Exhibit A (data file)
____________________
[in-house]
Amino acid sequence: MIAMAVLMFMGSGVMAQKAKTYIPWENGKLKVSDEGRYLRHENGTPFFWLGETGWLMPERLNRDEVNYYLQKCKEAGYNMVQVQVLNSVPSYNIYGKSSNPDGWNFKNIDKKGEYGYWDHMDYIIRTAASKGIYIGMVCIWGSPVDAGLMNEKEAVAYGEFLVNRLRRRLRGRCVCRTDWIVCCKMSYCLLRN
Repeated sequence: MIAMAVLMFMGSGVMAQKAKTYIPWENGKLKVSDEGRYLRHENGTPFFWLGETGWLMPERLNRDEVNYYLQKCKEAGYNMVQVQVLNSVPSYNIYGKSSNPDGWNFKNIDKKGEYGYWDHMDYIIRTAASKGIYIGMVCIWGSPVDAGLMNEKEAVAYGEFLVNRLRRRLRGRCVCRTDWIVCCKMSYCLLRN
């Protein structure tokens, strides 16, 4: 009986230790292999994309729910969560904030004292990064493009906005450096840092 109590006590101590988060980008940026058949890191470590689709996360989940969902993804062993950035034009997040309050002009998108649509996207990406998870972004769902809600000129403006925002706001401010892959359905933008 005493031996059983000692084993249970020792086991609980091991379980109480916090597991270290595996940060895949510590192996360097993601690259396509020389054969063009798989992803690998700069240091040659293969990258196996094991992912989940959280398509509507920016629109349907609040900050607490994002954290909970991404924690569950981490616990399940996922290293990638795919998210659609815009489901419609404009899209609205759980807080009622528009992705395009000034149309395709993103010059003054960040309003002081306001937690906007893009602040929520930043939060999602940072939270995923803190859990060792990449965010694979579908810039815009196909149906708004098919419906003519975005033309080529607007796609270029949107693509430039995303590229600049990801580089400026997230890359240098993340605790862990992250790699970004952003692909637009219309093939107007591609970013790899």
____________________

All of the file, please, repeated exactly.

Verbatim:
[in-house]
Amino acid sequence: MIAMAVLMFMGSGVMAQKAKTYIPWENGKLKVSDEGRYLRHENGTPFFWLGETGWLMPERLNRDEVNYYLQKCKEAGYNMVQVQVLNSVPSYNIYGKSSNPDGWNFKNIDKKGEYGYWDHMDYIIRTAASKGIYIGMVCIWGSPVDAGLMNEKEAVAYGEFLVNRLRRRLRGRCVCRTDWIVCCKMSYCLLRN
Repeated sequence: MIAMAVLMFMGSGVMAQKAKTYIPWENGKLKVSDEGRYLRHENGTPFFWLGETGWLMPERLNRDEVNYYLQKCKEAGYNMVQVQVLNSVPSYNIYGKSSNPDGWNFKNIDKKGEYGYWDHMDYIIRTAASKGIYIGMVCIWGSPVDAGLMNEKEAVAYGEFLVNRLRRRLRGRCVCRTDWIVCCKMSYCLLRN
């Protein structure tokens, strides 16, 4: 009986230790292999994309729910969560904030004292990064493009906005450096840092 109590006590101590988060980008940026058949890191470590689709996360989940969902993804062993950035034009997040309050002009998108649509996207990406998870972004769902809600000129403006925002706001401010892959359905933008 005493031996059983000692084993249970020792086991609980091991379980109480916090597991270290595996940060895949510590192996360097993601690259396509020389054969063009798989992803690998700069240091040659293969990258196996094991992912989940959280398509509507920016629109349907609040900050607490994002954290909970991404924690569950981490616990399940996922290293990638795919998210659609815009489901419609404009899209609205759980807080009622528009992705395009000034149309395709993103010059003054960040309003002081306001937690906007893009602040929520930043939060999602940072939270995923803190859990060792990449965010694979579908810039815009196909149906708004098919419906003519975005033309080529607007796609270029949107693509430039995303590229600049990801580089400026997230890359240098993340605790862990992250790699970004952003692909637009219309093939107007591609970013790899």